Fear is often stigmatized; a person who is fearful is frequently seen as weak or pitiable. Explaining fear as an evolutionary trait can help relieve the fearful from feelings of shame. Fear isn’t always negative – being afraid of snakes or the dark may, in fact keep you alive (if the snake is poisonous or there is a murderer lurking in the dark). Though fearing too much can be debilitating. Here sits my first idea for bringing this podcast into the classroom. Part one of the podcast looks into a young woman’s world with no fear, and can help fuel this discussion. Ask questions that lead to a philosophical debate – which would have a more negative effect on your life, fearing too much, or fearing too little? Each would exhibit its own unique consequences – but which one is worse? You could also use this as an opportunity for a writing activity – “What I would do if I couldn’t feel fear.”

Fear can be extremely debilitating and can take control over our lives. I’ve been trying to think of some of the most common fears in a classroom setting, such as public speaking, math exams, or rejection from peers. These are events that happen everyday in school and may be having a larger effect on your students than you realize. Bringing these ideas out into the open can help students acknowledge them and then try and move past their most draining fears. This discussion could turn into a writing exercise. Have students write from the perspective of their deepest fear – maybe a poem or a short story.

For science, you could study the part of the brain that enables you to feel fear – the amygdala. This could also lead nicely into a lesson on stress and the fight-or-flight response.

Another idea I had was to do a book or novel study on a text with fear as a key motif. For example, Harry Potter, The Lord of the Rings, The Hobbit, The Witches, Hamlet, Life of Pi etc. explore fear in a variety of ways. I’m sure there are many picture books that explore this as well.

Here are some of the resources I used to come up with these ideas:






Happy learning,


Are you Listening?

Last semester I created a podcast about supporting introverted students in an extroverted world. I provide a number of suggestions – some that come from the professionals (Susan Cain and Julian Treasure), and others that are just reflections of my experiences as an introverted learner. I hope you find it helpful !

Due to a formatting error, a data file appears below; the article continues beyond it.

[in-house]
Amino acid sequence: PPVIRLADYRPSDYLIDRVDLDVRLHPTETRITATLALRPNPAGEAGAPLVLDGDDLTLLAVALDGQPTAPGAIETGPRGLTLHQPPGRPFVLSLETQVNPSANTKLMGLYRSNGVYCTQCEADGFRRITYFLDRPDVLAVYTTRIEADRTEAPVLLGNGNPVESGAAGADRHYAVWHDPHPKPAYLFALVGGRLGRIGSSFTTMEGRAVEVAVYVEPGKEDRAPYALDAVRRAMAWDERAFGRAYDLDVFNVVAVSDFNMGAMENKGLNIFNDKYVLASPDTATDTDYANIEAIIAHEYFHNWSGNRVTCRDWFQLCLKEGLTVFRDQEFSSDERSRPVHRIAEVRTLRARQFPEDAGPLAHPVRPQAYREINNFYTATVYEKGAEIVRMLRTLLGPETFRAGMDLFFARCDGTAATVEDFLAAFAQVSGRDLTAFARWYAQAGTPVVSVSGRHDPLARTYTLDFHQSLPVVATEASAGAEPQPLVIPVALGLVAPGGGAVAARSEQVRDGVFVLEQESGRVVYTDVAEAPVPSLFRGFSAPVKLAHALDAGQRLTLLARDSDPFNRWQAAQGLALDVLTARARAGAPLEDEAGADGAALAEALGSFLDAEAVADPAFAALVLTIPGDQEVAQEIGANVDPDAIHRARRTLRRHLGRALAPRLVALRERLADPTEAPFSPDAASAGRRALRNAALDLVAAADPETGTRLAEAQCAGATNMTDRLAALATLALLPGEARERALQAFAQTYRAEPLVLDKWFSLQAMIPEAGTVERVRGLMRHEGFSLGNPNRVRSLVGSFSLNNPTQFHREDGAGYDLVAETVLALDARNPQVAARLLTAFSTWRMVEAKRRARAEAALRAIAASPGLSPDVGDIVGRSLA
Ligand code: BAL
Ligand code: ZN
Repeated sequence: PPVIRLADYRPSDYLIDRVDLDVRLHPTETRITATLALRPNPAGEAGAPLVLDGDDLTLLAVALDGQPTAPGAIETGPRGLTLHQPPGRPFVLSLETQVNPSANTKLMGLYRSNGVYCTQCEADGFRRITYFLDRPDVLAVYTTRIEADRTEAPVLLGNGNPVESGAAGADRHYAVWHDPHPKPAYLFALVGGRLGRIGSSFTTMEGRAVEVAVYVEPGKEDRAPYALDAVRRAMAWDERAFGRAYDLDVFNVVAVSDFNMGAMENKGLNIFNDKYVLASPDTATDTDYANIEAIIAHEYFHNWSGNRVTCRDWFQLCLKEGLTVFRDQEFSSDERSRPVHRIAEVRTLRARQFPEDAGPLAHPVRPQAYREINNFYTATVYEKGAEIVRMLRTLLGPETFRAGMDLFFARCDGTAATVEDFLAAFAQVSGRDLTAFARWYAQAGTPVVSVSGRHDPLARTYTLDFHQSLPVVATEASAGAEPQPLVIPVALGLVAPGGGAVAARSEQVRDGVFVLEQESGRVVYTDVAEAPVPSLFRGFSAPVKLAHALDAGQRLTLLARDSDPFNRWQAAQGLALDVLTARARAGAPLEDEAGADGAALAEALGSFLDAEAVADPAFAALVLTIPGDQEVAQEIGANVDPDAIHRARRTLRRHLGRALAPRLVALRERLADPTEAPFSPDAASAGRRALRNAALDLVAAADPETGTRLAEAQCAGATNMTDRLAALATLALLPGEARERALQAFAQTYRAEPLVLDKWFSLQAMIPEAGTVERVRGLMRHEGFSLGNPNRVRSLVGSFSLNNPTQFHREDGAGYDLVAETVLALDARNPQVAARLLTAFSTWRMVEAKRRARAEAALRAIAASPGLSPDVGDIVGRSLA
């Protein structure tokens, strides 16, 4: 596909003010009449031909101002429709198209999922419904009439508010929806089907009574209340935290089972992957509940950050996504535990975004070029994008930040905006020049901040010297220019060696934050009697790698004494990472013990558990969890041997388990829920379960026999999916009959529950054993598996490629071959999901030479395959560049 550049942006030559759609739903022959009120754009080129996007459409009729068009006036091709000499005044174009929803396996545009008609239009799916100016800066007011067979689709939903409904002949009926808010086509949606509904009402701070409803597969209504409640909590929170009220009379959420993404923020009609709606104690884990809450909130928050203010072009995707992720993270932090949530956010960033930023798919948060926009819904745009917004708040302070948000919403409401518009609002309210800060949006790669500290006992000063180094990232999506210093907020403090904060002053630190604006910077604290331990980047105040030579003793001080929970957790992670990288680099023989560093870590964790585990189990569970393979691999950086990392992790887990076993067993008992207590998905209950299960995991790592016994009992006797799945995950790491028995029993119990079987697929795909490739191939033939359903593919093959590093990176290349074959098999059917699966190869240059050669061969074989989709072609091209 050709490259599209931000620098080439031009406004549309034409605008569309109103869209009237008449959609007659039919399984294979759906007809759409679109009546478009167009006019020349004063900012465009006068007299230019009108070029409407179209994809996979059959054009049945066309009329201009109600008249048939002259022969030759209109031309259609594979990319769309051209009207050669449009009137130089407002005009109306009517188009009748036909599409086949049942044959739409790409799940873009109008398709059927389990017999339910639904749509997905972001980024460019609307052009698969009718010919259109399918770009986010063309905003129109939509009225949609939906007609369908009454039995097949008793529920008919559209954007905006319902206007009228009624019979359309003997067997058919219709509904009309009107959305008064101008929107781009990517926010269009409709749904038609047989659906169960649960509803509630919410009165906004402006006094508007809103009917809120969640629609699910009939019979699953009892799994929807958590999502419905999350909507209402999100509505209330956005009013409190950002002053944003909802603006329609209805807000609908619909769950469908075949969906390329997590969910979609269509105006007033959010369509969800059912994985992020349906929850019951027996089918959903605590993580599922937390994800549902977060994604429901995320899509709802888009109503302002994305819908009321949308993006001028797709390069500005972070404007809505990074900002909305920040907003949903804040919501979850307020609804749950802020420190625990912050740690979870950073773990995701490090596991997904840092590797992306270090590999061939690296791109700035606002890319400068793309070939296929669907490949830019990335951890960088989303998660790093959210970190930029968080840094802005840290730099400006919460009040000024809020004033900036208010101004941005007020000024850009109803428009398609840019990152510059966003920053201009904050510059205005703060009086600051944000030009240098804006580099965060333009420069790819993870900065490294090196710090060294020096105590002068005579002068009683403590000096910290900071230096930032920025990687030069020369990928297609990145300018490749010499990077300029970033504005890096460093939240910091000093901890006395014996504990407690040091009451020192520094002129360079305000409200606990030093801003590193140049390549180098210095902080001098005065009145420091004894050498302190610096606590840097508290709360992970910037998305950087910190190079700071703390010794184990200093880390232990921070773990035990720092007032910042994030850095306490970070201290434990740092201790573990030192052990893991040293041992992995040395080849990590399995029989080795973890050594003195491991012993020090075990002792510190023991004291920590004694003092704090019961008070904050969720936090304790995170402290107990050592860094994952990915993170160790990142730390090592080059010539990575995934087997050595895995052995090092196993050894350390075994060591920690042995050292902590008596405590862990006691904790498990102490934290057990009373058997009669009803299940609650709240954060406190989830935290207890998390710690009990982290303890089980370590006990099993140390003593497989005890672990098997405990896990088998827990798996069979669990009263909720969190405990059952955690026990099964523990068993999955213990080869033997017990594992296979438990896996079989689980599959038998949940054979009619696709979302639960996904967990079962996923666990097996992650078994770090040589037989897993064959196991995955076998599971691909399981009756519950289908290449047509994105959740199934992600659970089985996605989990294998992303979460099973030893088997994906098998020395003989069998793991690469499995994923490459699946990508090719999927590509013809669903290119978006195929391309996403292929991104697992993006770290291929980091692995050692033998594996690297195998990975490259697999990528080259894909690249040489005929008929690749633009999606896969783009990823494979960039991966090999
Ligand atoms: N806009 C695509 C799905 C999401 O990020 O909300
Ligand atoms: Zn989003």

Well, as anyone who has spent any time with me knows… I love podcasts. I listen constantly, and have found quite a few that have me anxiously awaiting the next episode. I even made my own podcast last semester (and will share it just as soon as I learn how…). I started listening to podcasts this past summer on account of my excruciatingly long drive to and from work. I felt awfully unproductive during those hours spent in my car and thought I might as well be learning something on the drive. The first podcast I listened to is called Radiolab – and it is still by far my favourite. Radiolab appeals to the science nerd in me while interlacing aspects of philosophy and humour.

Although I first started listening for my own interest and benefit, the teacher in me is proving to slowly but surely take over my mind. Now, every time I listen to a podcast I’m thinking of potential lesson plans, or ways that I can bring ideas of the episode into my future classroom.

I have decided to adhere to my inner teacher and write these ideas down in the form of a blog. I will be posting links to the podcasts I’ve listened to with potential ideas and lesson plans that correspond nicely. Please feel free to use what you’d like and ignore what you don’t.

Happy listening,